Candelaria Day, which is celebrated every February 2, is one of the most well-known and important festivals for Mexican Catholics. But what does this tradition consist of? And why is it so celebrated among Mexicans?
Every January 6, many Hispanic-American countries celebrate this day by eating a Rosca that includes a figure of the Child Jesus. It is a symbolic way of remembering the day the Three Wise Men from the East came to Bethlehem to worship the newborn son of God.
In Mexican tradition, whoever gets this figure is responsible for preparing a fiesta of tamales on February 2, the day of Candlemas. What is the reason for this custom?
Tradition of Jewish origin
To understand the origins of the day of Candelaria, one must go back more than 2,000 years in time to the year Jesus was born. In Jewish tradition, after a baby was born, both the mother and the newborn had to wait 40 days to clean their impurities and be able to visit the temple.
Born on December 25 and following Jewish tradition, Mary and Jesus visited the temple in Jerusalem for the first time to be presented to him and purified.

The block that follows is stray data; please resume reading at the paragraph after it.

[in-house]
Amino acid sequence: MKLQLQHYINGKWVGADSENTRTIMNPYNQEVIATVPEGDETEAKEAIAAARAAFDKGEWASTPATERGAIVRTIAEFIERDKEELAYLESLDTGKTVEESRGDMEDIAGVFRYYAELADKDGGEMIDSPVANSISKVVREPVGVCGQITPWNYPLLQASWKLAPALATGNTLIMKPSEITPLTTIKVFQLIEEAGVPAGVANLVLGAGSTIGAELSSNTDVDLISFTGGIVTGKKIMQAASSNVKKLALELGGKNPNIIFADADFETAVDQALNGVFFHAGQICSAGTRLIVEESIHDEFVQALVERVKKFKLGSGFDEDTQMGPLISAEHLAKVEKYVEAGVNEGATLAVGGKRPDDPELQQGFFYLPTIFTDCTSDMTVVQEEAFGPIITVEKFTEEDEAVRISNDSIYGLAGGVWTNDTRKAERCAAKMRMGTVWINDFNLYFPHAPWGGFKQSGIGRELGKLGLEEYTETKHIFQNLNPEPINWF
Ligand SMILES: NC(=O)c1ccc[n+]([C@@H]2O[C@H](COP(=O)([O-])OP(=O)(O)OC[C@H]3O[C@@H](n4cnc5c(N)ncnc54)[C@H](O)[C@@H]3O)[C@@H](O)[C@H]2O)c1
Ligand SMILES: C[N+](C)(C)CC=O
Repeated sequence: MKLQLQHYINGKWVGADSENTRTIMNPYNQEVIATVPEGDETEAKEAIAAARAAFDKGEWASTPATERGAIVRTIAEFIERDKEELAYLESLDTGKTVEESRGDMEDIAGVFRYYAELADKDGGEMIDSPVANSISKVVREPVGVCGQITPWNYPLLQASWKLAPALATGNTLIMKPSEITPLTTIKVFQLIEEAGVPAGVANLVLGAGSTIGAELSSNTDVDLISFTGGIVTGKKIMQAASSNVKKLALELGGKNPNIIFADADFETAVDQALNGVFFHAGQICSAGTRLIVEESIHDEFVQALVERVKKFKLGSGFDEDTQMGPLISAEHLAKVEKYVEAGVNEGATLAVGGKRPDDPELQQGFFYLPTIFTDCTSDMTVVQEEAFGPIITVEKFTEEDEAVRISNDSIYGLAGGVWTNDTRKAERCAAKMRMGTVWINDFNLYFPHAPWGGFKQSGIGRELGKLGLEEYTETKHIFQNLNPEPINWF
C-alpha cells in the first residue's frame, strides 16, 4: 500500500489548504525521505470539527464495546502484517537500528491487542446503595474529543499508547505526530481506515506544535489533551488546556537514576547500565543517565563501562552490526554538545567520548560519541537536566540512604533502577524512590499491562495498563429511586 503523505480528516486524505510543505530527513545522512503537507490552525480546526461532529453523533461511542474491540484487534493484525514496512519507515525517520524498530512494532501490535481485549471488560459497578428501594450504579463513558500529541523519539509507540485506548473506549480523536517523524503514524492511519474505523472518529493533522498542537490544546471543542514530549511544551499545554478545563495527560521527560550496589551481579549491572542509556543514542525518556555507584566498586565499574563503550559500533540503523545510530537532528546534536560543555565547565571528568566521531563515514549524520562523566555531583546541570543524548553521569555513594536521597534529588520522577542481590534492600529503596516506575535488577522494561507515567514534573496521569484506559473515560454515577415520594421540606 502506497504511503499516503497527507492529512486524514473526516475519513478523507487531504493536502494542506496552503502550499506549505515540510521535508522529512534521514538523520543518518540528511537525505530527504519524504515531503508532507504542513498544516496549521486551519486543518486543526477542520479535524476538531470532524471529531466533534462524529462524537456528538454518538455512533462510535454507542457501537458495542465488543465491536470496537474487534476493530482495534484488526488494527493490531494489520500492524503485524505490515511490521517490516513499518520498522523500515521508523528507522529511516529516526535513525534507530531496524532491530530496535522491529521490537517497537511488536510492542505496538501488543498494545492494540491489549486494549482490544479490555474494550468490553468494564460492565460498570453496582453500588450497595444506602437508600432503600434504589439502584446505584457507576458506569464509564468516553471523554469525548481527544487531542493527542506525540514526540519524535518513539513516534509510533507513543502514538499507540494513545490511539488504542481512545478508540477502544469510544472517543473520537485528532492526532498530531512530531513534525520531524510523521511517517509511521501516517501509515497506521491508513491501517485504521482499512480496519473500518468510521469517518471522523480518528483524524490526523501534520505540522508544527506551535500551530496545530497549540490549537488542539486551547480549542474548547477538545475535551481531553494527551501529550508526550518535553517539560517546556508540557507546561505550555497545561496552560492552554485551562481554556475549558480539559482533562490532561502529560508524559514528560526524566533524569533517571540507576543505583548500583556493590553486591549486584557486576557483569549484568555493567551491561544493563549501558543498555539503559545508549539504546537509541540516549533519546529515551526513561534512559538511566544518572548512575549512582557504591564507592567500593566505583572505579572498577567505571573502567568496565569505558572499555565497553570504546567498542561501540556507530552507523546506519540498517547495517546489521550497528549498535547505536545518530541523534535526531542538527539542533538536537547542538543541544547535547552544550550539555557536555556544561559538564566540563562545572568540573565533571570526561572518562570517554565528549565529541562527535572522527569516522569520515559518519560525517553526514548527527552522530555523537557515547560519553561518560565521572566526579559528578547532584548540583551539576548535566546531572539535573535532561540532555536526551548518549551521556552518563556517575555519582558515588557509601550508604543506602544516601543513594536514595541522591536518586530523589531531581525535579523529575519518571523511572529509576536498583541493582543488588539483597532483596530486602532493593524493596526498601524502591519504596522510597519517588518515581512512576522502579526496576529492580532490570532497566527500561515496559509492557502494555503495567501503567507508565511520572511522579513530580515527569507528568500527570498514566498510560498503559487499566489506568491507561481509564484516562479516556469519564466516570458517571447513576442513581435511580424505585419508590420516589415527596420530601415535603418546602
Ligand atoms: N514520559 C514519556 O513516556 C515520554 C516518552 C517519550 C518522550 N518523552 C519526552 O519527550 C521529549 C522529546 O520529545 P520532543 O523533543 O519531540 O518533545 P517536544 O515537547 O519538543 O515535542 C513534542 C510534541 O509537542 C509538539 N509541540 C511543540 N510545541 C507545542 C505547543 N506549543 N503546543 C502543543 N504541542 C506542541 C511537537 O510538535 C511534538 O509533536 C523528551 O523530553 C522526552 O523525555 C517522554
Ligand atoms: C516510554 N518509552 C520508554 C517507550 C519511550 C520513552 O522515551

In Mexico, in addition to this Judeo-Christian tradition, there is also another pre-Hispanic custom associated with the Aztec culture. And it is that February 2 marked the beginning of the new year in the Mexican calendar Tláloc, Chalchiuhtlicue, and Quetzalcóatl.
Tamales are one of the flagship dishes of Mexican cuisine and have been present in Mexican culture for centuries. And, according to legend, it was precisely with corn that man was created.
Therefore, on February 2, Candlemas Day is celebrated by eating tamales. This delicious dish is also present in other festivities such as Christmas and is usually accompanied by atole or hot chocolate.
Why the name of Candelaria?
Although in Mexican tradition this day is known as that of Candelaria, the truth is that in many other countries it is also celebrated on February 2 but with another name.
Some of the names by which this festival is known are The Presentation of the Lord, The Festival of Las Candelas, or The Festival of Light. And it is that, in the Christian tradition, Jesus represents the Light that came to illuminate humanity as if it were a candle or candle. Hence, in Mexico, it is known by the name of Candelaria.
As we have shared, in this celebration two traditions come together, one of Spanish and Judeo-Christian origin, and the other indigenous Mexican.
Now that you know the origin of Candlemas Day, if you were touched by the figure of the Child Jesus on the donut you ate on January 6, you know that now it is your turn to organize a party on February 2.
Don’t forget the tamales! And enjoy!